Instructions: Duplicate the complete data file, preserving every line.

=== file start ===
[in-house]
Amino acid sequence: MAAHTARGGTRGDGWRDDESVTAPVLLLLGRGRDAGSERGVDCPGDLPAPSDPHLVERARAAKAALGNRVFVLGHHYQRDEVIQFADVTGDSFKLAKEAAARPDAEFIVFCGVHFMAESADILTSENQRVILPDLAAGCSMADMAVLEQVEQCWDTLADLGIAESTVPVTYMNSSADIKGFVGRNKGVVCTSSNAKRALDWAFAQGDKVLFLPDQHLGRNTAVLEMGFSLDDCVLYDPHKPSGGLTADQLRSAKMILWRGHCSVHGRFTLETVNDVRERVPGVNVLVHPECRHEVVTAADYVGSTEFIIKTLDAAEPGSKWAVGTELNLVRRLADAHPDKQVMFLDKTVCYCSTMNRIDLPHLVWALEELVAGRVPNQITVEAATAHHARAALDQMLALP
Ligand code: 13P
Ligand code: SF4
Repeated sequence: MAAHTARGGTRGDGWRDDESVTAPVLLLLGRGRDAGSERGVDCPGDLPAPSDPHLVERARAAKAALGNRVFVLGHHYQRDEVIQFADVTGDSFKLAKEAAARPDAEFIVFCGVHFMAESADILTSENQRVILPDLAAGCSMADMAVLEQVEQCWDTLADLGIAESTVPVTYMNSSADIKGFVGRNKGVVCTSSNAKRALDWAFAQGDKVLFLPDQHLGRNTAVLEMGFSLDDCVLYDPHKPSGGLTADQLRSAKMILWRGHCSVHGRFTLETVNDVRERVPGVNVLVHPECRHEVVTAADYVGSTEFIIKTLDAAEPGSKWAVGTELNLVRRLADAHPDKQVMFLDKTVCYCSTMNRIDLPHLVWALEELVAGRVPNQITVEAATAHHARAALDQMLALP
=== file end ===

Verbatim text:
[in-house]
Amino acid sequence: MAAHTARGGTRGDGWRDDESVTAPVLLLLGRGRDAGSERGVDCPGDLPAPSDPHLVERARAAKAALGNRVFVLGHHYQRDEVIQFADVTGDSFKLAKEAAARPDAEFIVFCGVHFMAESADILTSENQRVILPDLAAGCSMADMAVLEQVEQCWDTLADLGIAESTVPVTYMNSSADIKGFVGRNKGVVCTSSNAKRALDWAFAQGDKVLFLPDQHLGRNTAVLEMGFSLDDCVLYDPHKPSGGLTADQLRSAKMILWRGHCSVHGRFTLETVNDVRERVPGVNVLVHPECRHEVVTAADYVGSTEFIIKTLDAAEPGSKWAVGTELNLVRRLADAHPDKQVMFLDKTVCYCSTMNRIDLPHLVWALEELVAGRVPNQITVEAATAHHARAALDQMLALP
Ligand code: 13P
Ligand code: SF4
Repeated sequence: MAAHTARGGTRGDGWRDDESVTAPVLLLLGRGRDAGSERGVDCPGDLPAPSDPHLVERARAAKAALGNRVFVLGHHYQRDEVIQFADVTGDSFKLAKEAAARPDAEFIVFCGVHFMAESADILTSENQRVILPDLAAGCSMADMAVLEQVEQCWDTLADLGIAESTVPVTYMNSSADIKGFVGRNKGVVCTSSNAKRALDWAFAQGDKVLFLPDQHLGRNTAVLEMGFSLDDCVLYDPHKPSGGLTADQLRSAKMILWRGHCSVHGRFTLETVNDVRERVPGVNVLVHPECRHEVVTAADYVGSTEFIIKTLDAAEPGSKWAVGTELNLVRRLADAHPDKQVMFLDKTVCYCSTMNRIDLPHLVWALEELVAGRVPNQITVEAATAHHARAALDQMLALP